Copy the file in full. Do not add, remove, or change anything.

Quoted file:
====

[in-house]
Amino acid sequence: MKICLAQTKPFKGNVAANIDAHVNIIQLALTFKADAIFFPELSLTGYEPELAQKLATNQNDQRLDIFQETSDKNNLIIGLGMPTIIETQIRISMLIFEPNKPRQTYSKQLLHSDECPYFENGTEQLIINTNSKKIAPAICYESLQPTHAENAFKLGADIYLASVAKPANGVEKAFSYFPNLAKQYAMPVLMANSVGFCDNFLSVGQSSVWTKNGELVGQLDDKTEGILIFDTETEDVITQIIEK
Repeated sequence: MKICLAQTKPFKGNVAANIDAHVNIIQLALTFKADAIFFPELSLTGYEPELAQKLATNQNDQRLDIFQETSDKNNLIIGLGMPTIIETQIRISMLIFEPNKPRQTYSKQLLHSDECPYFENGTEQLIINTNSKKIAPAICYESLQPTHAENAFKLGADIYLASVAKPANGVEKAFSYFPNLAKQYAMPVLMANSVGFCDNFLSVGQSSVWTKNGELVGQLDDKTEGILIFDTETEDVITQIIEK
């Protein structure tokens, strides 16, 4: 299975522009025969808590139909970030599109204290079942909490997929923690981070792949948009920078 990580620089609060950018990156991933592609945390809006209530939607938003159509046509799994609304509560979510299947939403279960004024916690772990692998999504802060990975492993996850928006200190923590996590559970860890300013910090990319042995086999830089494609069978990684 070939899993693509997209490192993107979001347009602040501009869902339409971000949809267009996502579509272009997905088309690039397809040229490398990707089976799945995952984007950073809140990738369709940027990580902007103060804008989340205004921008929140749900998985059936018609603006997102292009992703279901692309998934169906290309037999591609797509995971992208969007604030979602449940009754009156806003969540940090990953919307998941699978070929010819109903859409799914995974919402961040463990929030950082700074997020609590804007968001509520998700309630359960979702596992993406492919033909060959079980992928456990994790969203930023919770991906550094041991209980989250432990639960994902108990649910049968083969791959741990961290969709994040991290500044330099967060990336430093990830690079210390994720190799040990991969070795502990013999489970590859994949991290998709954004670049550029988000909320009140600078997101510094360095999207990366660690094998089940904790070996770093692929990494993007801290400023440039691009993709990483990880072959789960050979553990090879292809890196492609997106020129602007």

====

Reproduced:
[in-house]
Amino acid sequence: MKICLAQTKPFKGNVAANIDAHVNIIQLALTFKADAIFFPELSLTGYEPELAQKLATNQNDQRLDIFQETSDKNNLIIGLGMPTIIETQIRISMLIFEPNKPRQTYSKQLLHSDECPYFENGTEQLIINTNSKKIAPAICYESLQPTHAENAFKLGADIYLASVAKPANGVEKAFSYFPNLAKQYAMPVLMANSVGFCDNFLSVGQSSVWTKNGELVGQLDDKTEGILIFDTETEDVITQIIEK
Repeated sequence: MKICLAQTKPFKGNVAANIDAHVNIIQLALTFKADAIFFPELSLTGYEPELAQKLATNQNDQRLDIFQETSDKNNLIIGLGMPTIIETQIRISMLIFEPNKPRQTYSKQLLHSDECPYFENGTEQLIINTNSKKIAPAICYESLQPTHAENAFKLGADIYLASVAKPANGVEKAFSYFPNLAKQYAMPVLMANSVGFCDNFLSVGQSSVWTKNGELVGQLDDKTEGILIFDTETEDVITQIIEK
């Protein structure tokens, strides 16, 4: 299975522009025969808590139909970030599109204290079942909490997929923690981070792949948009920078 990580620089609060950018990156991933592609945390809006209530939607938003159509046509799994609304509560979510299947939403279960004024916690772990692998999504802060990975492993996850928006200190923590996590559970860890300013910090990319042995086999830089494609069978990684 070939899993693509997209490192993107979001347009602040501009869902339409971000949809267009996502579509272009997905088309690039397809040229490398990707089976799945995952984007950073809140990738369709940027990580902007103060804008989340205004921008929140749900998985059936018609603006997102292009992703279901692309998934169906290309037999591609797509995971992208969007604030979602449940009754009156806003969540940090990953919307998941699978070929010819109903859409799914995974919402961040463990929030950082700074997020609590804007968001509520998700309630359960979702596992993406492919033909060959079980992928456990994790969203930023919770991906550094041991209980989250432990639960994902108990649910049968083969791959741990961290969709994040991290500044330099967060990336430093990830690079210390994720190799040990991969070795502990013999489970590859994949991290998709954004670049550029988000909320009140600078997101510094360095999207990366660690094998089940904790070996770093692929990494993007801290400023440039691009993709990483990880072959789960050979553990090879292809890196492609997106020129602007």